Hundreds came out Saturday to share in the accumulated wisdom of dozens of local, state and federal public safety and disaster relief organizations and to take a shot at sending the chiefs of some of those organizations to depths in the dunk tank.
The Grays Harbor Emergency Preparedness Expo, hosted on the property of the Moore Wright Group and organized by the county’s Emergency Management office, was a great success, said Deputy Director Hannah Cleverly.
“Grays Harbor County Emergency Management couldn’t be more happy with how the event turned out,” Cleverly said. “From the weather, to the vendors, to the citizens who came out to educate themselves, the whole day went great.”
The event is great for getting folks to think ahead before a disaster hits, said Aberdeen Police Chief Dale Green.
“People don’t think about emergency management until the power is out and the storm is coming and you’re behind the eight-ball at that point,” Green said in an interview after cleaning up, following his turn getting dunked. “Any time you can get people to talk about emergency preparedness is a good thing.”
Departments from Oceans Shores to Thurston County’s Special Operations Rescue Team, from the Washington Geologic Survey to Grays Harbor Public Health set up booths with information and merchandise for guests to snag. The first hundred guests got free go-bags to start their home kit, a new program this year, Cleverly said.
“The go-bags went really fast,” Cleverly said. That’s a new things we were able to bring this year with support from the vendors.”
The multiple fire departments took up an entire side of the parking lot holding the expo. It’s good to get all the departments together saying the same message, said Aberdeen Fire Department fire services specialist Mitch Housden. The location is also an improvement; previously, the expo was held at South Shore Mall.
“Great turnout,” Housden said. “It’s a better location, I think. More foot traffic.”
Other organizations who play a part in disaster preparedness or relief also made appearances, including Lifeflight, West Coast Search Dogs and Washington’s Emergency Management Division.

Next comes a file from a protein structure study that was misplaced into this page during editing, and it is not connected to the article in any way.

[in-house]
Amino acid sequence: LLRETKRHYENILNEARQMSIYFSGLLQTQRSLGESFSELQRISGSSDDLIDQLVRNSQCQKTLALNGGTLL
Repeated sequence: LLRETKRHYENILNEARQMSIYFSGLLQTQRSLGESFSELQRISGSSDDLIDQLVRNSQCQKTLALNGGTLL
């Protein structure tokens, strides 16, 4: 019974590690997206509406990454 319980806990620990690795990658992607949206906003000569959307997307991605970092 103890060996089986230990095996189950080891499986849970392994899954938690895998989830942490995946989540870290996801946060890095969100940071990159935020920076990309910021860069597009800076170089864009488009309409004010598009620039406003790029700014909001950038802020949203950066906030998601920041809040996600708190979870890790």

“We love to come out to these things — if nothing else, to get the dogs out in public,” said Shay Jones, a dog handler with West Coast Search Dogs. “The dogs love people.”
Other organizations that might be useful in preparing for the worst participated — like the Timberland Library. In addition to all manner of useful knowledge about preparing or surviving, libraries can also help residents prepare with their data infrastructure, with their printers and scanners, to print out or upload documents that may be essential following a major upheaval, said librarian Katie Lutz, who works at the Hoquiam branch.
“We’ve been having a lot of great conversations with people about how the library can help with emergency preparedness,” Lutz said.
For others, it was an opportunity to get word out with other departments to strengthen the ties between organizations.
“We want to get our name out there,” said Firefighter/rescue technician Brian Amren, of Thurston County’s SORT team. “We want other fire departments to know the services we provide.”
Cleverly thanked all those who came out and gave their time to make it happen.
“We cannot have this event without all those who come out and create booths, share educational materials and handing out fun giveaways. Saying thank you does not begin to express the gratitude that we have for each of them,” Cleverly said. “Every year, we see more and more generosity from and for this community as we put this event together and we are excited to see it continue to grow!”